Tuesday, May 25, 2010

LOST: The End

In the summer of 2004, I started seeing commercials for a new J.J. Abrams TV show called LOST. The commercial details were carefully vague. I noted a ensemble cast and the only member of the cast that I recognized--and who was featured prominently--was Dominic Monaghan, of The Lord of the Rings movie fame.

I was a Dom fan and certainly was a fan of Abrams other TV show then running, Alias, so I thought I would give it a try. But I wasn't particularly thrilled about it or anything. I probably thought something along the lines of "Hmm. Castaways on an island, huh? Well, Survivor has already done that (for reality programming), and I have serious doubts about how they can sustain a viable plot when you are confined to a deserted island."

(The lesson, as always . . . I'm no genius.)

Six years later and I watched it all end Sunday night. Other than M*A*S*H's "Goodbye, Farewell, Amen" this was (I think) my most anticipated series finale ever. And in a similar way to the M*A*S*H send off (or even parts of The Lord of the Rings: Return of the King or the last several chapters of Harry Potter and the Deathly Hallows) LOST's "The End" had me crying here and there, swept up in the emotional experience of saying goodbye to the characters that I have experienced for these many years.

When LOST began, I didn't know what to expect. But when poor Greg Grunberg's pilot was snatched invisibly into the air with a mysterious roar/ticking sound and his bloodied body was seen atop a 20 foot tall jungle tree . . . well, I got hooked pretty fast. The mysteries just kept flying in that first season and I traded many impressions with my friends on WWYG?! Omnimedia.

One of my favorite moments was when a friend of mine was complaining about how 40+ people survived the crash, but we only got to intereact with about ten of them. Here is how she broke down the cast list at that time, probably no more than two or three episodes into the series:

Lin (should have been Jin)
Large hippie (funniest bit of all; this, of course, is Hurley)
GWH (stands for Great White Hunter, a.k.a. John Locke)
Cute thief (poor, poor Boone)
His bitchy sister (the almost universally reviled Shannon)
The Dog (ahh, Vincent)

So . . . LOST has been a part of my life for years and it has been a commonality through a great many changes, most notably at work where friends and colleagues have come and gone, moved up, and moved away. During the first season, I brought in video tapes of episodes and we would eat lunch while watching it in a meeting room, then debate.

Seasons 2 and 3 broke up that party for most people. The show never recovered from those years, which many felt where meandering and muddled. Damon Lindelof and Carlton Cuse have publicly said many times that they were admittedly stalling while they tried to figure out how to plan the steps they foresaw to tell their story in the time they wanted. (Probably a good amount of hogwash there, but I forgive them some of their misstatements over the years.) My friend Shirtless has never been able to completely forgive the show for what happened in Season 2 . . . but any season that introduced us to the fabulous Michael Emerson and the character of Henry Gale/Ben Linus can surely be forgiven a few tedious experiences with "Waaaaaalt!" and "Where's my BOY!!???!"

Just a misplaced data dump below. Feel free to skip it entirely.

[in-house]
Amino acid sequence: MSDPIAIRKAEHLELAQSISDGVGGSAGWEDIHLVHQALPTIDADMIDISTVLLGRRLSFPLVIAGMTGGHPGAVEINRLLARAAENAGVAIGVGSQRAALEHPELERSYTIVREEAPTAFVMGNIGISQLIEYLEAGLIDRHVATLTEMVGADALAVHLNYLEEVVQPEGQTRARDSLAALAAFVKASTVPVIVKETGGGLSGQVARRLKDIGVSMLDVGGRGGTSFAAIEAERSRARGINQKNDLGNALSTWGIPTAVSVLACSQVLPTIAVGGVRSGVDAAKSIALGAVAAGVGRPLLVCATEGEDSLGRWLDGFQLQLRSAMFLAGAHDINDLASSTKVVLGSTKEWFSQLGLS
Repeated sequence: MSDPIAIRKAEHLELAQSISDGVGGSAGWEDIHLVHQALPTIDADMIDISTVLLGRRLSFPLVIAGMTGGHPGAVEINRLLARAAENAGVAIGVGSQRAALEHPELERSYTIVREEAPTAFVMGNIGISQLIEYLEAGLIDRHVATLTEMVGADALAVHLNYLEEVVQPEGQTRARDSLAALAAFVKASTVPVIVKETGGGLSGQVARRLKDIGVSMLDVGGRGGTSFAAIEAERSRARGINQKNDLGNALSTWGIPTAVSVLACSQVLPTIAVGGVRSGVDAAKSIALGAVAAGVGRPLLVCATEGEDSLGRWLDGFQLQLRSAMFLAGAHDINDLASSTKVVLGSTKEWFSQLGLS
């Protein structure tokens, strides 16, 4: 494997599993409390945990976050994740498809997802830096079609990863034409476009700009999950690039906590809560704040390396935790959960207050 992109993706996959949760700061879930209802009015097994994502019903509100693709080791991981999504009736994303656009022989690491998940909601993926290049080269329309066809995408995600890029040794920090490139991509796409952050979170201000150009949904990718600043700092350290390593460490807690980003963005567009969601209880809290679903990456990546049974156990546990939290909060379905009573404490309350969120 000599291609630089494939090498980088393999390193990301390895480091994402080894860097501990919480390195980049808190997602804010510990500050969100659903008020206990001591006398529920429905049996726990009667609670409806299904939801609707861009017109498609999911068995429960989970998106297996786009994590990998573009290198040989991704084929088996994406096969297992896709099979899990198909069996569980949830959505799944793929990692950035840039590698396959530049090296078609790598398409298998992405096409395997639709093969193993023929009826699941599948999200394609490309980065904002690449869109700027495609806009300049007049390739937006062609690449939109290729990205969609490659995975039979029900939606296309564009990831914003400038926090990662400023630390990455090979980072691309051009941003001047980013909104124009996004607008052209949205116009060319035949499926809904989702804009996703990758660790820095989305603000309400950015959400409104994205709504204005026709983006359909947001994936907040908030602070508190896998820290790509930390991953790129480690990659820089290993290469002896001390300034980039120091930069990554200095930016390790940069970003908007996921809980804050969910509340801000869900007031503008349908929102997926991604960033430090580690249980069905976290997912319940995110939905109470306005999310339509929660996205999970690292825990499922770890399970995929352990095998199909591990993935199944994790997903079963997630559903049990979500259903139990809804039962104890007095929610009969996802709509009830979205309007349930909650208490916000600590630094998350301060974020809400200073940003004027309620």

Oh how we debated the history of the DHARMA initiative! How excited I was when "The Man Behind the Curtain" provided us with Ben's flashback story. And then, the next big surprise . . . the flash forward that marked the season three finale "Through the Looking Glass" and the tragic, heart-tugging end for Charlie Pace. (I don't think I've ever enjoyed a simple piano piece as much as the one that Michael Giacchino composed for Charlie's death and for every subsequent death scene in the show.)

Even when the show experimented--as with "The Other 48 Days" when we rewound the tale to see it from a different set of "Tailie" characters or, most infamously, in "Expose" when Nikki & Paolo--two of the "socks" (background characters) were brought forward to become a walking talking part of the cast--I found things to like. I've been drinking the LOST kool-aid from the very beginning and I wasn't going to let anything slow me down.

And so, Sunday came. I knew ahead of time that all of the mysteries weren't to be answered. I knew that the perpetrators of the outrigger shootout from the Season 5 time jump would not be revealed. I had made my peace with the fact that the glowing Heart of the Island had only been introduced a few TV hours previous. But I also knew that the story of the Oceanic 815 survivors would finally be told. And I was moved and pleased with how it ended. Many people have said that they loved the first 2+ hours and disliked the last fifteen minutes. And I have grown very frustrated with the misperceptions that many have taken from what Christian said to Jack in the church. But I have to let that go and let other people make up their own minds as to what they think they saw. (I suspect that each of us would experience an encounter with the Smoke Monster differently, as well.)

So . . . goodbye to LOST.

As I said at the end of things that night . . .

1 comment:

David said...

One interesting take on the mystery of the finale's end credits imagery: http://www.docarzt.com/lost-news/what-was-the-purpose-of-the-finales-parting-images/